In the retracted position, the distal end of shield 40 terminates at the same point as the distal end of collar 22. An end cap 52 (see FIG. 2) is placed on the forward end of the shield 40. Cap 52 is molded from a resilient plastic material (such as polyallomer) and includes a side wall 53 and an end wall 54 which is adapted to be positioned between the distal end of collar 22 and the proximal end of the needle sheath 20 (FIG. 1) for substantially closing the distal end of shield 40. Side wall 53 is shaped as shown so that end cap 52 can be retained on shield 40 by the interlocking mechanical engagement of the side wall 53 and a complementary projection 55 at the forward end of shield 40. Cap 52 need not be a separate part and can, instead, be formed as an integral part of shield 40.

The end wall 54 includes a central needle aperture which is made small enough that the end of shield 40 is closed to the maximum extent while allowing the locking ears 16A of needle hub 16 to be extended through the aperture to permit needles to be mounted and removed while the shield 40 is in its retracted position (FIG. 8). The aperture is not, however, large enough to allow the proximal end of the sheath to pass through it. The minimum needle aperture reduces the likelihood that a child or person with small fingers may accidentally contact the needle point. End cap 52 also makes the distal end of shield 40 more rigid and resistive to deformation when dropped or otherwise impacted upon a hard surface.

In addition, the rim 54 and its position between the proximal end of needle sheath 20 and the distal end of barrel 10 serves a functional purpose when removing or installing needles on the luer tip 17 (FIG. 8), for example, when the filling and injection needles are different. When a needle is to be mounted on a syringe, the syringe is held by shield 40 with the shield in its retracted position. Needle hub 16, projecting from the proximal end of the protective sheath 20, is inserted through the aperture in the end wall 54 and the hub telescoped onto the luer tip 17. Using the conventional cooperative wrenching tabs (not numbered) of the sheath and needle, the needle hub 16 is rotated by twisting and pushing with the sheath to thread the locking tabs 16A within the internal threads 18A in the luer skirt 18 until needle 14 is mounted on the syringe. As hub 16 is threaded onto the luer tip 17, the needles move axially relative to sheath 20. The shield 40 is prevented from rotating by abutment of keys 42 against surfaces 24C of protrusions 26, while the rim 54 provides a surface against which the needle sheath can be forced. Without this feature, the user could not grasp the shield alone when installing and removing the needle since the force exerted by the needle hub on the syringe luer tip would push the syringe out of the shield. This would mean that the user would have to remember to grasp the barrel and not the shield when removing and attaching the needle.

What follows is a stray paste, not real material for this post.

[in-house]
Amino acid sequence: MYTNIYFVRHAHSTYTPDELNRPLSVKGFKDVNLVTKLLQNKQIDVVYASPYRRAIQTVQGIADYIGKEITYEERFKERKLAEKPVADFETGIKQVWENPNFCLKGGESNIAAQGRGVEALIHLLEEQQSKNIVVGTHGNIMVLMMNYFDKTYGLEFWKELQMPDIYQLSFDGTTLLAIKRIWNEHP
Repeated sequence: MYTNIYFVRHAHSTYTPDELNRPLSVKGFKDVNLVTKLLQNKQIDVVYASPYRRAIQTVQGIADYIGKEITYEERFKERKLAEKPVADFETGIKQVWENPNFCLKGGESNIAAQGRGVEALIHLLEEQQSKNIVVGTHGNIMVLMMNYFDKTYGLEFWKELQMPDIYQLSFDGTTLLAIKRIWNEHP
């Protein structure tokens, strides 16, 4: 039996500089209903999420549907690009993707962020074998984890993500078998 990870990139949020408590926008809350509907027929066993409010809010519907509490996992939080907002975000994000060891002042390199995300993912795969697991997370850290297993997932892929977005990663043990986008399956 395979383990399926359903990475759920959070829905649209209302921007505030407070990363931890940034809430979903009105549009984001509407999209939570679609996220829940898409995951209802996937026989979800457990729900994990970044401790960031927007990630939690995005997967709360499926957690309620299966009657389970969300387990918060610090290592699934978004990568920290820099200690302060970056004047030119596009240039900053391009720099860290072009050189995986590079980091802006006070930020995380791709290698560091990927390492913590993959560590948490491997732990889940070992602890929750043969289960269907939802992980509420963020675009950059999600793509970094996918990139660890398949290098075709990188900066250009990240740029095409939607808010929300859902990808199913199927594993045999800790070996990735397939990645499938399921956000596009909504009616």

The end wall 54 is particularly important when the invention is used in conjunction with large diameter barrels. Such a construction is shown in FIGS. 8 and 9 wherein like numerals are used to identify parts identical to those shown in the embodiment of FIGS. 1-6. In FIGS. 8 and 9 the needle 14 and hub 16 are the same as in FIG. 1 as is the luer tip 17 and the luer lock skirt 18. In this case, however, the collar 122 includes two concentric hubs or sleeves 124 and 126 supported by an annular strut 128 preferrably forming an I-beam in cross-section as shown in FIG. 9. The cross-sectional shape is not critical, however, and those skilled in the art will readily understand that the cross-section could be cup- or channel-shaped, with a web extending either distally or proximally between the concentric hubs or sleeves. The end cap 152 includes side wall 153 and end wall 154 which, as shown, covers a substantial portion of the barrel opening and thus greatly reduces the risk of accidental needle stick when the shield is in its extended position.